Saving Open Spaces – A New Law for the Post-War Era

The National Parks and Access to the Countryside Act 1949 (the 1949 Act) had a long gestation. The outcome was a comprehensive piece of legislation addressing both the protection and enjoyment of the countryside.

In 1929 the Labour government appointed the Addison Committee whose 1931 report proposed two types of national park: ‘national reserves’ which had outstanding scenic and wildlife interest; and ‘regional reserves’ which were more akin to country parks close to towns.  The failure of the subsequent government to pursue this led to the formation in 1936 of a lobby group, the Standing Committee on National Parks, of which the society was a member.

As a result of that committee’s pressure, the government commissioned John Dower, an architect and member of the Ramblers’ Association, to examine the practical problems, needs and potential of national parks. In 1945 his report recommended ten national parks in England and Wales covering nearly 800 square miles of splendid landscape.

In July 1945 a Labour government came into power committed to the national parks ideal.  Within days of taking office, Lewis Silkin, Minister of Town and Country Planning, appointed a National Parks Commission under the leadership of Sir Arthur Hobhouse, chairman of the County Councils Association, to make specific recommendations based on Dower’s report.  A subcommittee focused on footpaths and access to the countryside.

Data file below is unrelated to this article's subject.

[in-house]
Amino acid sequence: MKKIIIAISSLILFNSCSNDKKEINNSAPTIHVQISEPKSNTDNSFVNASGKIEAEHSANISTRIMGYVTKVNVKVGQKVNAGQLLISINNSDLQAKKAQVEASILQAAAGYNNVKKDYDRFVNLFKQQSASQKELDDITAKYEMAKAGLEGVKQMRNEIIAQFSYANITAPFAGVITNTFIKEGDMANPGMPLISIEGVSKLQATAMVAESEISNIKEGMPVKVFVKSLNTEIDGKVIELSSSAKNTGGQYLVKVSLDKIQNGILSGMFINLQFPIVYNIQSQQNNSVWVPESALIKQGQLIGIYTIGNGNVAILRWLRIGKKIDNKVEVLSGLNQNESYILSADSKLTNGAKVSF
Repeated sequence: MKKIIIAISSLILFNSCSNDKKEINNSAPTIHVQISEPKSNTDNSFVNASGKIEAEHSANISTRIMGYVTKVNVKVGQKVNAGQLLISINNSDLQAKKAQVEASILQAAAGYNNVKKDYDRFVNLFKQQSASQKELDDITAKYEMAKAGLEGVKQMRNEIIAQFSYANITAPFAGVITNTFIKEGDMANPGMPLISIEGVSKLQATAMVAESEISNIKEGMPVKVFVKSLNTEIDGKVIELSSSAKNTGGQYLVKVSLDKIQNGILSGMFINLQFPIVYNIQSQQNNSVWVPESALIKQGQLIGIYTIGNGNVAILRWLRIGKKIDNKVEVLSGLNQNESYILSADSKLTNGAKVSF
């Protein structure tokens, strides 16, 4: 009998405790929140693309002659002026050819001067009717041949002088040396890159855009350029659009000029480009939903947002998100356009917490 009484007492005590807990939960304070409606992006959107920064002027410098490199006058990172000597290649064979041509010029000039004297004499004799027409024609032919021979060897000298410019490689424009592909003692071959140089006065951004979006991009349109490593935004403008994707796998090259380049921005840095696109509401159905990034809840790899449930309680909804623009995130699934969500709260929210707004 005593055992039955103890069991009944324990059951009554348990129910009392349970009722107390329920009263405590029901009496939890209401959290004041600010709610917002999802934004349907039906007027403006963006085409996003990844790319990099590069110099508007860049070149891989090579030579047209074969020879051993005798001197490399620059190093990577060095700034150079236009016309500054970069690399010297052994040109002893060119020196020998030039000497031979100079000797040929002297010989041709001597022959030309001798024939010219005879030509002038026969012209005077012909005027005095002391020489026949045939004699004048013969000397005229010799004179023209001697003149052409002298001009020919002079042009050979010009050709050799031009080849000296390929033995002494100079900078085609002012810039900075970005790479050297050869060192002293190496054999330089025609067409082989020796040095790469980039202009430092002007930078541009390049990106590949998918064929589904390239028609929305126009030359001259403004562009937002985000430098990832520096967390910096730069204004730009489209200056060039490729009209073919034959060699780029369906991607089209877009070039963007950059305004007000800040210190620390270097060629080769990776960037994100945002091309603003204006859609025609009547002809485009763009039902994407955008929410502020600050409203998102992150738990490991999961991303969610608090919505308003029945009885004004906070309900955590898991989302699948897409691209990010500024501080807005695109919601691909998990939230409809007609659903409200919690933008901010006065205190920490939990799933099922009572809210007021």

Wensleydale, Yorkshire Dales National Park
Wensleydale, Yorkshire Dales National Park
The Clwydian Range and Dee Valley AONB
The Clwydian Range and Dee Valley AONB

There was a separate body, chaired by scientist Julian Huxley, to consider the creation of nature reserves—the beginning of a lasting division between conservation and recreation.

The National Parks and Access to the Countryside Act was passed in December 1949.  Like the Access to Mountains Act ten years earlier, it was eroded during its passage through parliament so that the final version was considerably weaker than the first. Nevertheless, it covered a lot of ground.

Probably the act’s biggest impact on the general public was the requirement that local authorities should produce statutory records (definitive maps) of public paths.  In time, lobbying by the society and the Ramblers led to the depiction of paths on Ordnance Survey maps.

Within a decade of 1949, ten national parks in England and Wales were designated.  The access clauses once again proved a disappointment.  The surveying of potential access land and its opening to the public were left to the local authorities. Very few of them did anything about it.

The 1949 Act's main provisions were:

  • a National Parks Commission, for the preservation and enhancement of natural beauty in England and Wales, and the provision and improvement of opportunities for open-air recreation;
  • national parks, areas of outstanding natural beauty and national nature reserves;
  • for public rights of way to be formally mapped and managed;
  • long-distance routes (now known as national trails);
  • improved public access to open country.
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